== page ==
Effects of prescribing pharmaceutical uptake
Pros of medicalization
A major reason as to why medicalization has been approved of is because it reduces social stigma. This is normally with reference to mental disorders and addictions. The prescription of drugs helps in managing the problem and restores their self respect in the society. It also helps individuals avoiding moral and punitive consequences of their actions. For instance a person who has mental disorder will not be jailed for crimes they did. Instead, they are taken to rehabilitation centers where they can be assisted to regain their mental stability. Mental illness patients usually face oppression, dehumanization, and ignorance of their personal dignity and political liberty.
Cons of medicalization:
In as much as mental disorder has been used to validate medicalization in many instances, early sociologist scholars such as Szasz did not think it was a medical condition. According to him, the problem should be defined as a non-normative behavior. Medicalization has many perils such as (1) the possible addiction to drugs, (2) drug abuse complications, and (3) suffering from the side effects of drugs. Most drugs are processed to react with the pathogens in one’s body. Taking drugs when there are no such pathogens, only leads to heaping up harmful chemicals in the body. This may lead to organ problems such as kidney failure (Cohen 2001). Some of the conditions that patients are treated for just need interventions such as lifestyle change, community change, societal change, and addressing the “root causes” of the poor health. It is sad to note that nowadays there are drugs for treating chronic fatigue syndrome (CFS). One would expect that any such diagnosis should be accompanied by a doctor’s instruction to take a week of total rest from work, not drugs!
Impact of the pharmaceutical companies on medicalization
Pharmaceuticals are up and about marketing diseases and then selling drugs to treat those diseases. They do so through promotion of their products to the public through medical journals and sponsoring medical events. The Food and Drug Administration (FDA) Modernization Act has made it easier for pharmaceutical companies to advertise their drugs to the public and create markets for their goods. This has led to the increased usage of off-label drugs. Some of the commonly used off-label drugs include;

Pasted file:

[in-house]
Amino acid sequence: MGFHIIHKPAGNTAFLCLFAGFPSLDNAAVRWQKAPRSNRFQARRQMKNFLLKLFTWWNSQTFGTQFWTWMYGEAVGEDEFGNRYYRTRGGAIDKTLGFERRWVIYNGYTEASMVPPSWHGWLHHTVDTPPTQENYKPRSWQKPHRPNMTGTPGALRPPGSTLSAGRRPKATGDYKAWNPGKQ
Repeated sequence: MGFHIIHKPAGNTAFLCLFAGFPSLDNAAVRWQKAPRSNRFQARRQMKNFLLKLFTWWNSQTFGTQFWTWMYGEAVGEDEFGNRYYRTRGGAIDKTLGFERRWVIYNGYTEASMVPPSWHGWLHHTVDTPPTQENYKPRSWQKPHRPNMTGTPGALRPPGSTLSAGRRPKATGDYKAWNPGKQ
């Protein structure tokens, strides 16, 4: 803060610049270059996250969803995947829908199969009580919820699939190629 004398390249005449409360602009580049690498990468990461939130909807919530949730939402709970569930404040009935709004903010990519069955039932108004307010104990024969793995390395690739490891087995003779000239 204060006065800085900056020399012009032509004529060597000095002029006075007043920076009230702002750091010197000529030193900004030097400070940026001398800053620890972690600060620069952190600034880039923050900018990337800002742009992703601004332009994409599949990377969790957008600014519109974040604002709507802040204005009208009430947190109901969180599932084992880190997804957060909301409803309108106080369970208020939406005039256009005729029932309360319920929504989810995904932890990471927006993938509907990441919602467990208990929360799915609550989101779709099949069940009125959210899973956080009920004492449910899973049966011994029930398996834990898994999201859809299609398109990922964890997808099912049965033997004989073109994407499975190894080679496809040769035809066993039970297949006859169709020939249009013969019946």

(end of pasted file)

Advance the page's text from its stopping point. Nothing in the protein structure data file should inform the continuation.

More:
i. Viagra
Viagra was approved by FDA in 1998 as a treatment for erectile dysfunction (ED) which is a male impotence problem. However, Pfizer-a pharmaceutical company- began advertising sexual difficulties as a medical condition, and viagra as the cure. This has led to the current widespread misuse of Viagra. In 2000, so much of the drug was sold it was ranked 6th in terms of DTC spending in sales. In the year 2003, the company made $1.7 billion in sales revenue (Conrad 2005).
ii. Paxil
Antidepressants such as Paxil are sold to treat Social Anxiety Disorder (SAD) and Generalized Anxiety Disorder. The idea behind the drug sprung from the mild anti-depressant called Prozac that was introduced in 1987. It was very safe to use as it had no side effects and was administered by medical practitioners. Today, the people who use the Paxil drug perform self assessment on the internet by themselves to see whether they suffer from SAD or GAD. Then they proceed to buy the drug from pharmacies. Paxil is now a widely recognized prescription having gained $2.1 billion (2001) in sales revenue.